So, at the encouragement of her peers, Goswami began making and selling some of her chutneys at the local Connecticut farmers’ market in 2009. Within two weeks she incorporated the Calcutta Kitchens LLC, though she still claims she had no intention of starting a business. Chutneys gave way to simmer sauces—pantry shortcuts to make authentic tasting Indian meals in a fraction of the time, with a fraction of the ingredients. Everything was an adaptation of something she would make at home, recipes that could scale affordably and without losing flavor.
In the 13 years since Goswami launched Calcutta Kitchens, the line of chutneys, simmer sauces, and spice mixes has grown to have national distribution, though her first and favorite connection to the public was always through farmers’ markets. At her market stalls, Goswami began bringing prepared food to sell alongside her jarred products, specializing in vegan and vegetarian food. “I never could make enough—I saw there was a real demand for this,” she says. “Indian food lends itself very well to vegan and vegetarian, even gluten-free, without trying to be something different.”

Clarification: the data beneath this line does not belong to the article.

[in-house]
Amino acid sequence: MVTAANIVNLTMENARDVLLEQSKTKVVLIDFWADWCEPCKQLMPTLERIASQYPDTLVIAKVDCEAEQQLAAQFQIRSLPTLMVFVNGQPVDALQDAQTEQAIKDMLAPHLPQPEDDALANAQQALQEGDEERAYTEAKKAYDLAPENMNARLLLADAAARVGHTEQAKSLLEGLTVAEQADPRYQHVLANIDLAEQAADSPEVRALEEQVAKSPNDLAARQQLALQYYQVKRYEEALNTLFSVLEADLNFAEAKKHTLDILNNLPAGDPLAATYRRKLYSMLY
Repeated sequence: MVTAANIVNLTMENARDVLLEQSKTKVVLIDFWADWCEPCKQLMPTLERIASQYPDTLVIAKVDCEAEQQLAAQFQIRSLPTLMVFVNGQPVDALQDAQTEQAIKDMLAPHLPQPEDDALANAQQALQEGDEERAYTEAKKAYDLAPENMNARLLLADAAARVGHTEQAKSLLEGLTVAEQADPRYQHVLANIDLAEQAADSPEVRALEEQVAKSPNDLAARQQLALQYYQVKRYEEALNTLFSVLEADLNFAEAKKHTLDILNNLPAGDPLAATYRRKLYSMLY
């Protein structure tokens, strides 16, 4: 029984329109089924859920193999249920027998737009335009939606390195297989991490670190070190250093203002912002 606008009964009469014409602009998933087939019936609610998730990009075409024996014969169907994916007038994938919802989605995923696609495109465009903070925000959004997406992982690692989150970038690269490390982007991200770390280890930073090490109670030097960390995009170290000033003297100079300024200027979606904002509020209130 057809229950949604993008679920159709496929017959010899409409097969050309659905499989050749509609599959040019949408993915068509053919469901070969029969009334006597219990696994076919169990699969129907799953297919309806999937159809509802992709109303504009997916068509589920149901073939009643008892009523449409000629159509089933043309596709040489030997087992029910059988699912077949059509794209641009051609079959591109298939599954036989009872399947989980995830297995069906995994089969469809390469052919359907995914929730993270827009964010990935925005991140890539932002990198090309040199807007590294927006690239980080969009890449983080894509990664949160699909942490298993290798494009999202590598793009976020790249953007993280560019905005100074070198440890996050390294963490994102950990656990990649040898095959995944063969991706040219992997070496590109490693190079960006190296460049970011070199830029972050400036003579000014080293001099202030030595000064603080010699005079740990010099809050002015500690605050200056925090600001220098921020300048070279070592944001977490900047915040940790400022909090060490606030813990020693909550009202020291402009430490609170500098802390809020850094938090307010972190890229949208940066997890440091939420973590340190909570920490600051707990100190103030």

With these years of experience under her belt, the idea for a storefront began simmering on some distant back burner of her mind. Three years ago, Goswami moved to the Hudson Valley and the pieces started to fall into place. “All my farmer friends from the markets were from the region,” she says. “I wanted to live where they lived. The community here is very appreciative of this kind of food.”
An Ode to Tiffin
In India, “tiffin” refers to a light afternoon meal, the equivalent of high tea in England, merienda in Spain, or the decidedly less glamorous after-school snack in America—a bridge meal between lunch and dinner that can run sweet or savory. The term is also used interchangeably to describe the stacking stainless steel containers that everyone from schoolchildren to business execs use in India to pack their lunches, with different compartments for different dishes. (In big metropolitan areas, massive networks of tiffin wallahs on train cars and bicycles deliver hot, freshly made meals from home kitchens directly to the workplace—the pre-Grub-Hub, OG food delivery.)
- Spiced potato samosa and chutney is a typical tiffin food, which Goswami offers at Calcutta Kitchens in Kingston.
Goswami, who isn’t one for a heavy lunch, missed this aspect of Indian life. “In India you have those places you can always go for a chai and a quick snack,” she says. “Here you have doughnuts and coffee, but I didn’t always want something sweet, or a giant sandwich, or a big plate of food. I just wanted a smallish snack, something in between.”